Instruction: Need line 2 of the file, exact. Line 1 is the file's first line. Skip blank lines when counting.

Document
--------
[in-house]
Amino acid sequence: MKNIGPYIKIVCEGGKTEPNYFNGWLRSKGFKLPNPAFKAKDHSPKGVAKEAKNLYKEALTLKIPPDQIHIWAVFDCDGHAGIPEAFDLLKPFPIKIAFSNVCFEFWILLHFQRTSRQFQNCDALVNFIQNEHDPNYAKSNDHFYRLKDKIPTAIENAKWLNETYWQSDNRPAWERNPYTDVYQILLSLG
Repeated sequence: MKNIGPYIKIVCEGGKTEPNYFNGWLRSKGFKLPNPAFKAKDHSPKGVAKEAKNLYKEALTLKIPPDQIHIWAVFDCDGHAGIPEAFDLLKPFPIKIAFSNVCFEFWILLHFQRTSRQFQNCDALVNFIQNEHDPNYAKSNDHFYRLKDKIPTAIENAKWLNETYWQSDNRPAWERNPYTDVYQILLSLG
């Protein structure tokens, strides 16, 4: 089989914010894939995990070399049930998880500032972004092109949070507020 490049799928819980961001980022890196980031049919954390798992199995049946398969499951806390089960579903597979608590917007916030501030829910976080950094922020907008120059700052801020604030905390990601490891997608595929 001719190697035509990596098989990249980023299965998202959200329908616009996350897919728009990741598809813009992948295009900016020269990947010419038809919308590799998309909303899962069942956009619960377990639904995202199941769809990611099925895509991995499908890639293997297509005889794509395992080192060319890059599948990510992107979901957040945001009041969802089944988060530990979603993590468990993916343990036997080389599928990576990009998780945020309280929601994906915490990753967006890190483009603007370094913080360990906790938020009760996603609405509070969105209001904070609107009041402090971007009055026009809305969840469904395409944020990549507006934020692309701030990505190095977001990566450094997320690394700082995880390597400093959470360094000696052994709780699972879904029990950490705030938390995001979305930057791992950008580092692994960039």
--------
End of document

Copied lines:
Amino acid sequence: MKNIGPYIKIVCEGGKTEPNYFNGWLRSKGFKLPNPAFKAKDHSPKGVAKEAKNLYKEALTLKIPPDQIHIWAVFDCDGHAGIPEAFDLLKPFPIKIAFSNVCFEFWILLHFQRTSRQFQNCDALVNFIQNEHDPNYAKSNDHFYRLKDKIPTAIENAKWLNETYWQSDNRPAWERNPYTDVYQILLSLG